I asked my parents to cut back with us a little next year. I'm not sure they'll listen, but giving more may put my mind at ease over it! :)

Saturday, 18 October 2014

My Favourite Recap Activities

I like a good recap activity and my classes always seem to do well in their assessments. I think it's because of the way that I prepare them during the week or so prior to their end of unit assessment, or in the case of GCSE classes, during the month or so leading up to a mock or the real thing.

'Revision' seems to be a dirty word at our place. 'Boosters' and 'Catch up' are always used, but why are we not 'boosting' and extending during lessons, and why are we needing to 'catch up'? How have they been allowed to fall behind so much that they need a 'catch up' session?

I do revision. It's an opportunity for kids to revisit what we've done in lesson. They'll be told that they're expected to have learnt it, and I won't reteach something after school. I'll give them hints, but that typically sees kids recalling what we'd done in lessons and them carry on individually.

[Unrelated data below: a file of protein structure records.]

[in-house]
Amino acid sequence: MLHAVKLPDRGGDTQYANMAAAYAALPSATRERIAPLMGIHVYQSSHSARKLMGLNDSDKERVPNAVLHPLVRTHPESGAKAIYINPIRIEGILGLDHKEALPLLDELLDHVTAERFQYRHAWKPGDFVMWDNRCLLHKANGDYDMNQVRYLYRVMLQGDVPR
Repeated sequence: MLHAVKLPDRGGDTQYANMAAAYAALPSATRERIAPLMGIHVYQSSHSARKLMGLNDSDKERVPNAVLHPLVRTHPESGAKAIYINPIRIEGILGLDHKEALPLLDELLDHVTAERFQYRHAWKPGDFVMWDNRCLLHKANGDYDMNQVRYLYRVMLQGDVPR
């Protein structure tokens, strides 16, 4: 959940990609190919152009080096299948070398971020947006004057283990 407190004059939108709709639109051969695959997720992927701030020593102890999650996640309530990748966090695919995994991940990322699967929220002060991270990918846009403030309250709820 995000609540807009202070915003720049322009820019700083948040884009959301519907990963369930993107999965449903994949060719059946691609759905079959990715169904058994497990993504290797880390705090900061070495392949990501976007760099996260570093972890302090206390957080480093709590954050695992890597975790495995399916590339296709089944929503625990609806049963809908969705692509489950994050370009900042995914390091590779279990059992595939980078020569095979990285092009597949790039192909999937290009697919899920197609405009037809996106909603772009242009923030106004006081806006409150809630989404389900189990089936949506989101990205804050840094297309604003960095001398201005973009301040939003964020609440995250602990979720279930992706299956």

Unfortunately, when left to their own devices, a large proportion of our cohort lack the necessary skills to revise properly, even after sitting through 'Learning to Learn' workshops and 'This is how to revise' (not their actual name) sessions.
I think it's right to make allowances for this, especially at Key Stage 3, and make sure that I've allocated 'learning time' to recap what we've been doing before they are assessed.

I have two 'go-to' activities that the kids seem to enjoy a great deal.

1. The Locked Box
I've blogged this before, but Chris Smith (@aap01302)'s newsletter brought a wonderful activity to my attention. Take some goodies, lock them in a box, and set some questions - around 8 seems to be enough for an hour. Label each question A - H, and set a 9th question based upon the answers from the previous 8. The 9th question gives a code (3-digit for me, as I have 3-digit combination locks) and the kids race to get their first.